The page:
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Coach House Sports Physio Clinic running tips

Bronwen Owen from our official physio partners; Coach House Sports Physio Clinic has very kindly shared her insight into both the physical and mental benefits of running below...

Running is one of the most natural forms of exercise that we can do. It has a positive impact on both our physical and mental health. Physically, amongst other things, running improves our cardiovascular system, muscular strength, and bone density. Getting out of the door - even for a 15 minute jog - when struggling mentally, or lacking in motivation, acts as a stress relief and does wonders for our self-esteem and energy levels. Even in terms of practicality, going on a run is time efficient, can be done anywhere, and requires minimal equipment. Plus, with the large number of clubs, and so many people taking part in running, it is a great way to socialise and meet new people too.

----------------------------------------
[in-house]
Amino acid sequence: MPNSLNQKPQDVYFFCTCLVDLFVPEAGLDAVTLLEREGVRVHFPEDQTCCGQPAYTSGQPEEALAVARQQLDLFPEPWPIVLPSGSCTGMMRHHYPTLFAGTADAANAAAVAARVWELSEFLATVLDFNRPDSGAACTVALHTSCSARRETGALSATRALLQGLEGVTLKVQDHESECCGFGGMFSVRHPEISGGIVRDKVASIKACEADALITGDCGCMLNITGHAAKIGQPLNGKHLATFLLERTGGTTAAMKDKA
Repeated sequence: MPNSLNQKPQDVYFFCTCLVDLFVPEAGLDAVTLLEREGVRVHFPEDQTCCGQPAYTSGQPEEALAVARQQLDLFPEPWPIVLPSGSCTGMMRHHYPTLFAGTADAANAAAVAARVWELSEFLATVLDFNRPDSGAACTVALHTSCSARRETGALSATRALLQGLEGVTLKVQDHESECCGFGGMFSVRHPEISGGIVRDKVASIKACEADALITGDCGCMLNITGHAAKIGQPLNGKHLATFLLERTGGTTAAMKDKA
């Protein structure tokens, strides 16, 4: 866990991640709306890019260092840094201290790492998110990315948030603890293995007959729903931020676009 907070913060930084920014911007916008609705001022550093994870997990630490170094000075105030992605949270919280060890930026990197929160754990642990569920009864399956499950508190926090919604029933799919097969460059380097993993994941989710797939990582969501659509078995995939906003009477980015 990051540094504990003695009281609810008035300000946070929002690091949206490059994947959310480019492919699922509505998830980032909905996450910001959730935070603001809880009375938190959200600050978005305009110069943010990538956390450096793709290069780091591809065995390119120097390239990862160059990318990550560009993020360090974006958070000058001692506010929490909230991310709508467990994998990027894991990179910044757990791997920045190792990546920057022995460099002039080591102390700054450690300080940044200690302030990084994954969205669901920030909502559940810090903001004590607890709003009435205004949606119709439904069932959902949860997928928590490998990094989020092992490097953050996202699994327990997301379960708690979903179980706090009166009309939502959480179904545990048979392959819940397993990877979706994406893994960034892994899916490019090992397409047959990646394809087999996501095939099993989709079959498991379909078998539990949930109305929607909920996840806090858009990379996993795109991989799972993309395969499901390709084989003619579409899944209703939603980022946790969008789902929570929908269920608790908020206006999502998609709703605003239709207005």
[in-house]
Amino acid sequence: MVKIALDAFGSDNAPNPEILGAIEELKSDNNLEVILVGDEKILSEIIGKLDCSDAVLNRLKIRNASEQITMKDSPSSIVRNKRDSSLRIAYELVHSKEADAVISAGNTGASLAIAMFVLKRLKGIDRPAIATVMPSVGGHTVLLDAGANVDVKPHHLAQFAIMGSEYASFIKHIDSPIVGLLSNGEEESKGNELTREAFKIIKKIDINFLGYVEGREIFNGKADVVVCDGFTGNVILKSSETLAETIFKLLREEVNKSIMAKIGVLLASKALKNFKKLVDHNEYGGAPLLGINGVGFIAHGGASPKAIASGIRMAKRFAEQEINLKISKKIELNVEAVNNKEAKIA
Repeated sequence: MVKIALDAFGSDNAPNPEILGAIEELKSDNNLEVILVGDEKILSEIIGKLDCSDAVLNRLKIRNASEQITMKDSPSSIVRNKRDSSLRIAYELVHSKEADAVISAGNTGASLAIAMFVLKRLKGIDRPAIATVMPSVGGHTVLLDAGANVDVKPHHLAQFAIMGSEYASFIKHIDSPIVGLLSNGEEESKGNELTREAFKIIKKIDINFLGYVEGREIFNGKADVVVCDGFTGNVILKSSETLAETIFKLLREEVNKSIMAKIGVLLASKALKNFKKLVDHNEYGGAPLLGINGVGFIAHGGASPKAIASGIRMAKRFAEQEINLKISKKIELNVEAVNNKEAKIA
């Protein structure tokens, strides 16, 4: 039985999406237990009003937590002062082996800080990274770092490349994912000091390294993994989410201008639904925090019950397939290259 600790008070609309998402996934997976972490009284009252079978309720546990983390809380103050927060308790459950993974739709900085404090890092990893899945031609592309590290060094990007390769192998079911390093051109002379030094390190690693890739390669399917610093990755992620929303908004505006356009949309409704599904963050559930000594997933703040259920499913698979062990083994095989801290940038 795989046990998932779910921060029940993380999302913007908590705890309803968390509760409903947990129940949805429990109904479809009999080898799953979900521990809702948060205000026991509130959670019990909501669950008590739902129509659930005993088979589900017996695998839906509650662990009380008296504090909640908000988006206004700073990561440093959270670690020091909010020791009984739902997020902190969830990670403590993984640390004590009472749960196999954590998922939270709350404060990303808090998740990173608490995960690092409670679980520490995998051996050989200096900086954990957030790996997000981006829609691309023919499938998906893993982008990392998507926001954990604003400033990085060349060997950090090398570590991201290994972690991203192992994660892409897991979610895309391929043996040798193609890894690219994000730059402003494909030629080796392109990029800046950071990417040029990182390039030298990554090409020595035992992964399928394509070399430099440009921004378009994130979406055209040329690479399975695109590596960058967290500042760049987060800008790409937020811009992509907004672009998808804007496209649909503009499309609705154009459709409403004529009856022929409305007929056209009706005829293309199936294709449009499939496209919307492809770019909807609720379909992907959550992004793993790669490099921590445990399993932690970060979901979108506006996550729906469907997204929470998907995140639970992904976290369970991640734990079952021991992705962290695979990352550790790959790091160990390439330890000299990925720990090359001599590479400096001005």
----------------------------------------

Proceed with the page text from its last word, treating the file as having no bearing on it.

Based on the list of benefits above, it’s easy to find a reason to pick up running. However, many people quit, or pick up an injury in the early stages. How do we find a way to keep up running consistently over the long term without losing motivation or becoming injured? 

Let’s start with why we might be put off. There are a couple of reasons as to why people might be put off running initially. Firstly, if you’ve never run consistently before, even an ‘easy’ run can feel hard. It can be a lot to build yourself up for when you’re tired from work and fancy curling up on the sofa with a brew instead (you can do that after!). Often, this is because people try to run their easy runs too fast, making it feel a lot harder than it should. Start slowly and make sure it doesn’t feel like a sprint - even if you have to walk for a couple of minutes to catch your breath before starting again. Eventually you’ll have the fitness to go faster whilst still keeping it easy. Just be patient!